January 6th Hearing: Don’t Let Motives Obscure Facts

US Representative Liz Cheney (R-WY) addresses the January 6 committee's first prime-time hearing. Public domain.
US Representative Liz Cheney (R-WY) addresses the January 6 committee’s first prime-time hearing. Public domain.

The boilerplate Republican response to last Thursday’s prime-time, televised hearing  of the US House Select Committee to Investigate the January 6th Attack on the United States Capitol runs something like this:

It wasn’t really a “hearing.” It was a campaign infomercial for the Democratic Party and the anti-Trump wing of the GOP. Its goal was partially to save the Democrats’ bacon in the November midterms, and partially to protect the two Republican members of the committee from pro-Trump primary challengers, by leaning into the narrative of, essentially, an attempted coup d’etat by the disgraced former president.

I’m inclined to agree with that assessment. If truth in advertising laws applied to Congress, the committee’s name would use the word “exploit” rather than “investigate.” Politics being politics, it’s always safest to assume ulterior motives.

An intention to exploit the facts, however, does not change those facts. And the facts are these:

Donald Trump attempted to, and conspired with others to, overthrow the government of the United States.

Trump lost the 2020 presidential election.

Trump knew he lost the presidential election. His attorney general told him, in no uncertain terms, that claims to the contrary were “bullshit.” His legal proxies withdrew every court challenge in which they were accorded standing and invited to present evidence, because they knew they had no such evidence. Not a single investigation or audit — not even fake stunt “audits” such as the one in Arizona — produced any evidence of fraud sufficient to have changed the results.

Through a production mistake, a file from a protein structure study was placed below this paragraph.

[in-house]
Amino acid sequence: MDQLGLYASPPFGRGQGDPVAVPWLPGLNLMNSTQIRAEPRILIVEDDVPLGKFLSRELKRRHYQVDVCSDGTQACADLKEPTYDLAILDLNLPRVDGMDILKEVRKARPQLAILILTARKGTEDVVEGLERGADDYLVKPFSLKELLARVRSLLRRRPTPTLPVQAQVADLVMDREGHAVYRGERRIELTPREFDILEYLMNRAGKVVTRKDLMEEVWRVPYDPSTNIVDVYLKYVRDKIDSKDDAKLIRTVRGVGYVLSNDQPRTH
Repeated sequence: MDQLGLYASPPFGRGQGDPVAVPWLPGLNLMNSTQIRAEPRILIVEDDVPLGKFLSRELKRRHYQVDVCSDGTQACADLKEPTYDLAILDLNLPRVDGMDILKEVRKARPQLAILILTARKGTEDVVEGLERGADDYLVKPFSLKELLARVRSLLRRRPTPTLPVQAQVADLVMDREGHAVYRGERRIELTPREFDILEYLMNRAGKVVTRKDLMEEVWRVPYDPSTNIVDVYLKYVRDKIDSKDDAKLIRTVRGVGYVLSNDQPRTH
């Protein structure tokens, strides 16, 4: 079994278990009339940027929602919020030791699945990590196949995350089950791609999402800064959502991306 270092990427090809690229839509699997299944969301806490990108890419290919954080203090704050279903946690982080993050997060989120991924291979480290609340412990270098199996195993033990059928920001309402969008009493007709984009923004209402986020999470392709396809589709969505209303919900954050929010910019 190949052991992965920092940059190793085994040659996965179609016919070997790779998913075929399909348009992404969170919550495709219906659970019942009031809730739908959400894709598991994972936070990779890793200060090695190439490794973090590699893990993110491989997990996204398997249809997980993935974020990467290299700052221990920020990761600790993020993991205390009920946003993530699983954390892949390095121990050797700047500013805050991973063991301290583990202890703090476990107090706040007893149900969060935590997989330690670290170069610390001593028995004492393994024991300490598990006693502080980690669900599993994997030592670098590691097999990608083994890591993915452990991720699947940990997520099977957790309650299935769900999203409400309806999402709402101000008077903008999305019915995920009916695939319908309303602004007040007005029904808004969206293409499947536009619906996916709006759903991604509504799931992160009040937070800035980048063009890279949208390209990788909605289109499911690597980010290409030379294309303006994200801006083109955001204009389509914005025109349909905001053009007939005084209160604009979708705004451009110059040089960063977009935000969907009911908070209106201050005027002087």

And yet Trump both privately and publicly asked figures ranging from Georgia’s secretary of state to his own vice-president to steal the election for him.

Trump’s campaign recruited fake electors and urged them to “complete secrecy” pending attempts to fraudulently replace the real electors so that he could steal the election.

Trump publicly addressed a mob he had scammed into believing he won the election, inciting them to march on the Capitol to help him steal the election.

One need not like the uses those facts are being put to as a condition of acknowledging that they are, in fact, facts.

Who’s to blame for those facts being put to these uses?

Donald Trump.

Nobody forced him to lie about the election’s outcome.

Nobody forced him to conspire with others to steal the election.

Nobody forced him to whip a mob into a frenzy.

His choices produced predictable consequences.

If Trump had any desire to honestly address the committee’s exploitation of his actions, he could just quote  Richard Nixon’s 1977 characterization of Watergate:  “I gave them a sword and they stuck it in and they twisted it with relish. And I guess if I’d been in their position I’d have done the same thing.”

Thomas L. Knapp (Twitter: @thomaslknapp) is director and senior news analyst at the William Lloyd Garrison Center for Libertarian Advocacy Journalism (thegarrisoncenter.org). He lives and works in north central Florida.